EQNEWS / December, 1996
Cover Photograph:
Wrightwood, California, M+7 Earthquake, December 8, 1812

Cover Story: On December 8, 1812, a powerful earthquake registering +7.0 occurred on the Mojave segment of the San Andreas fault. The exact location of the epicenter is not known, however, surface ruptures are occurred in Wrightwood, located along the northern flank of the San Gabriel Mountains, about 70 miles northeast of Los Angeles. Geologic investigations and historic accounts of the earthquake suggest surface ruptures may have extended at least 16 miles northwest of Wrightwood and possibly as far south as San Bernardino Valley. Significant damage was reported as far away as San Juan Capistrano, where the foor of the mission collapsed and 40 persons were killed.

An exposure at Swarthout Creek, located about 3 km northwest of Wrightwood, shows the San Andreas fault cutting through interbedded layers of peat (marshy plant remains) and silts, sands, and gravels (See photograph). This exposure, along with other backhoe exposures, were described by geologists T. E. Fumal, S. K. Pezzo-pane, R. J. Weldon II, and D. P. Schwartz of the U.S Geologic Survey in a report published in Science, Vol. 259, 8 January 1993, "A 100-Year Average Reccurrence Interval for the San Andreas Fault at Wrightwood, California". They inferred that the peat, silts, sands, and gravels sequences were deposited in a structural pull-apart basin that had been accumulating the marshy sediments for about 5,000 years before being drained by the incision of Swarthout Creek within the last century. They discovered fault ruptures had penetrated to specific layers of the sediments suggesting the faulting had to have occurred prior to the deposition of the overlying unfaulted sediments.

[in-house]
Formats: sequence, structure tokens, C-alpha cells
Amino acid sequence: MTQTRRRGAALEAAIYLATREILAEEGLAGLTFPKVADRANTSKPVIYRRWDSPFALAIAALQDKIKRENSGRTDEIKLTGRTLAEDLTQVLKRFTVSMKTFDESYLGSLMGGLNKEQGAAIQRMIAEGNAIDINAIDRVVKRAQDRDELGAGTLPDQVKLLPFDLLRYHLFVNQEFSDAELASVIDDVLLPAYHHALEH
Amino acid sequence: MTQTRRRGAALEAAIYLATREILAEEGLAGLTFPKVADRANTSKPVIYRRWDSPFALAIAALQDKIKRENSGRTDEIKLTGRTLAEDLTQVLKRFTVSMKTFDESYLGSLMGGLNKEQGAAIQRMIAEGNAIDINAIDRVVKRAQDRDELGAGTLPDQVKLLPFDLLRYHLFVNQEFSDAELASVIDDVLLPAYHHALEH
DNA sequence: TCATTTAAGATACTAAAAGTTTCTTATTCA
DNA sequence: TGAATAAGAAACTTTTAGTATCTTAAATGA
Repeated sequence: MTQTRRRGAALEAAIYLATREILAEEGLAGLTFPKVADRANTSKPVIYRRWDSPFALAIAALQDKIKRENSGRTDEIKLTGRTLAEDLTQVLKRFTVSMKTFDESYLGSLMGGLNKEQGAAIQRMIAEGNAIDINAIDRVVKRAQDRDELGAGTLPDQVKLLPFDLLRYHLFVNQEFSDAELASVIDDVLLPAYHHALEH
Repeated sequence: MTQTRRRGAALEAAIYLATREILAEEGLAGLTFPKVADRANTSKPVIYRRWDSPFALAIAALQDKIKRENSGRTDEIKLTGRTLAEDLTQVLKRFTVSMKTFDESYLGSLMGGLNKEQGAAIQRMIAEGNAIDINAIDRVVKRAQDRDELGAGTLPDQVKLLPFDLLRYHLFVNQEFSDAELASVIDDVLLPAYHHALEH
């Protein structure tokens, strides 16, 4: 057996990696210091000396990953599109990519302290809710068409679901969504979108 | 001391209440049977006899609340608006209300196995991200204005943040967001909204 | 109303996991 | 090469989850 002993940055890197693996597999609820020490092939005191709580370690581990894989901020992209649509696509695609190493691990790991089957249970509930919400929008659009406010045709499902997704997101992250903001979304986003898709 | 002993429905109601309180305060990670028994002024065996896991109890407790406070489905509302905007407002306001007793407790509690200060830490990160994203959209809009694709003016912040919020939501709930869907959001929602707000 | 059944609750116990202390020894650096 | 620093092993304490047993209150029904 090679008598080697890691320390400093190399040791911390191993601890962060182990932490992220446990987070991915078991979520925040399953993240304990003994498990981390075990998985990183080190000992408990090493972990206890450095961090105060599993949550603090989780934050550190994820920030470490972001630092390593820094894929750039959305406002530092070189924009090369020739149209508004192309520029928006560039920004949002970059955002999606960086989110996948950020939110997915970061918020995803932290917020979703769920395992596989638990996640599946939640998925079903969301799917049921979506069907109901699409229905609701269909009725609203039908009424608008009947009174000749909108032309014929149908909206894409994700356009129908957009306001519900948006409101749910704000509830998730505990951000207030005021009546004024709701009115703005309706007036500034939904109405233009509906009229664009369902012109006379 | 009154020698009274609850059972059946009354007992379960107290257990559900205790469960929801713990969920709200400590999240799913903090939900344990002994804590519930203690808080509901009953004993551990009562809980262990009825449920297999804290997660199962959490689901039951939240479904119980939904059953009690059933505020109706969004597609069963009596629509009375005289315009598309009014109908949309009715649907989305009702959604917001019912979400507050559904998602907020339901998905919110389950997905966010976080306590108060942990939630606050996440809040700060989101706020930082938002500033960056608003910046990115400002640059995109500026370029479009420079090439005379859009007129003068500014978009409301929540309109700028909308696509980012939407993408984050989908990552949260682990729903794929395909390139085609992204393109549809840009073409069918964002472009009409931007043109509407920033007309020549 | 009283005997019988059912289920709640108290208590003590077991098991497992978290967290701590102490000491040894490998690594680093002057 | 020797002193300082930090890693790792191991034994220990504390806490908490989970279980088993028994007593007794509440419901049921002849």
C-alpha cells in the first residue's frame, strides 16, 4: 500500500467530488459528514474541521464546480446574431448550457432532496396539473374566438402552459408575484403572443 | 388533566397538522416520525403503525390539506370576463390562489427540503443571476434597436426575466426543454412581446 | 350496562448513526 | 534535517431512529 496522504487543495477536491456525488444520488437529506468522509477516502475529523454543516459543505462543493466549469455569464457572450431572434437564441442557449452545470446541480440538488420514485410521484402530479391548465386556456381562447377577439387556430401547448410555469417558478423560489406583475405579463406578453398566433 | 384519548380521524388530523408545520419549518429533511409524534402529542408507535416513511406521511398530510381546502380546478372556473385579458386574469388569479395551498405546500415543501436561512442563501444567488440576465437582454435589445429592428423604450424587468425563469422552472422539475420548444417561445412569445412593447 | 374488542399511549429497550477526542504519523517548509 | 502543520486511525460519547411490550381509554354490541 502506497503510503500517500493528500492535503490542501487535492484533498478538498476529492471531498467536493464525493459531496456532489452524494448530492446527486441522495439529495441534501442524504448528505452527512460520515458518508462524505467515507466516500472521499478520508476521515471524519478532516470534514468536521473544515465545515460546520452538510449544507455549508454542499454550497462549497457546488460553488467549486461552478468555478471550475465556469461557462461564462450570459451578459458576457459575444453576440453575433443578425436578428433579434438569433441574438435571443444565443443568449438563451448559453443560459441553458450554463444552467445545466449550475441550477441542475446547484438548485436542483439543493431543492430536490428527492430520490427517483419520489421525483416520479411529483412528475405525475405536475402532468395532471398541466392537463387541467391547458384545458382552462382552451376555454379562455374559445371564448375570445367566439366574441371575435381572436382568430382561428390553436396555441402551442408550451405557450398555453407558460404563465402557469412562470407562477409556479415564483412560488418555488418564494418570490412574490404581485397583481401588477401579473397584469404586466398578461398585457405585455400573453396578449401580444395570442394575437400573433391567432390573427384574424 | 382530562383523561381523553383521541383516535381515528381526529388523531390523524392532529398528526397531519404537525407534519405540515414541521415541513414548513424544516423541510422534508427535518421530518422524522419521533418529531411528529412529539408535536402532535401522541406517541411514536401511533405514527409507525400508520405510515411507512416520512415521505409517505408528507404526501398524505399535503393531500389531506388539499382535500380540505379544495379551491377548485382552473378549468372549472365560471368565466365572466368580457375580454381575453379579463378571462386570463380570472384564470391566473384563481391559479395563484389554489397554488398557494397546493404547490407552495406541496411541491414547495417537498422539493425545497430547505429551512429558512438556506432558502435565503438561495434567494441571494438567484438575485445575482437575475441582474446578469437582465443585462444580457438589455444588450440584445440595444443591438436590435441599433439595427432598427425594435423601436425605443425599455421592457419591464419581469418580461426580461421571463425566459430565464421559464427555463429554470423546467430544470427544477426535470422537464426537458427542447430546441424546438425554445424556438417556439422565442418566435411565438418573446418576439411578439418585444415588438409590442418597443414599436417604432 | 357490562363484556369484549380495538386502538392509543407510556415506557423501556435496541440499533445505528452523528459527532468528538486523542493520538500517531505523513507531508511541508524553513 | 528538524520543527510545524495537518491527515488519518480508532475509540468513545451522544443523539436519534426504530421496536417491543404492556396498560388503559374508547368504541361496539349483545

Radiocarbon dating of the peat-layers revealed the ages of the sediments and therefore the approximate ages of the earthquakes that caused the fault ruptures. The geologist's data showed at least 5 very strong (M+7?) earthquakes had during the past 500 years with the approximate ages of: 1857, 1812, 1690, 1610, and 1470. The key to sequence are the 1857 and 1812 earthquakes, the last major earthquakes along the southern San Andreas fault during historic time! The data suggests average time between very strong events is 97 years, with the greatest being 140 years and the shortest in just 45 years. Disturbingly, it has been 140 years since this segment last ruptured!

Image: Tom E Fumal, U.S. Geological Survey.

Rev. Jan. 12, 1997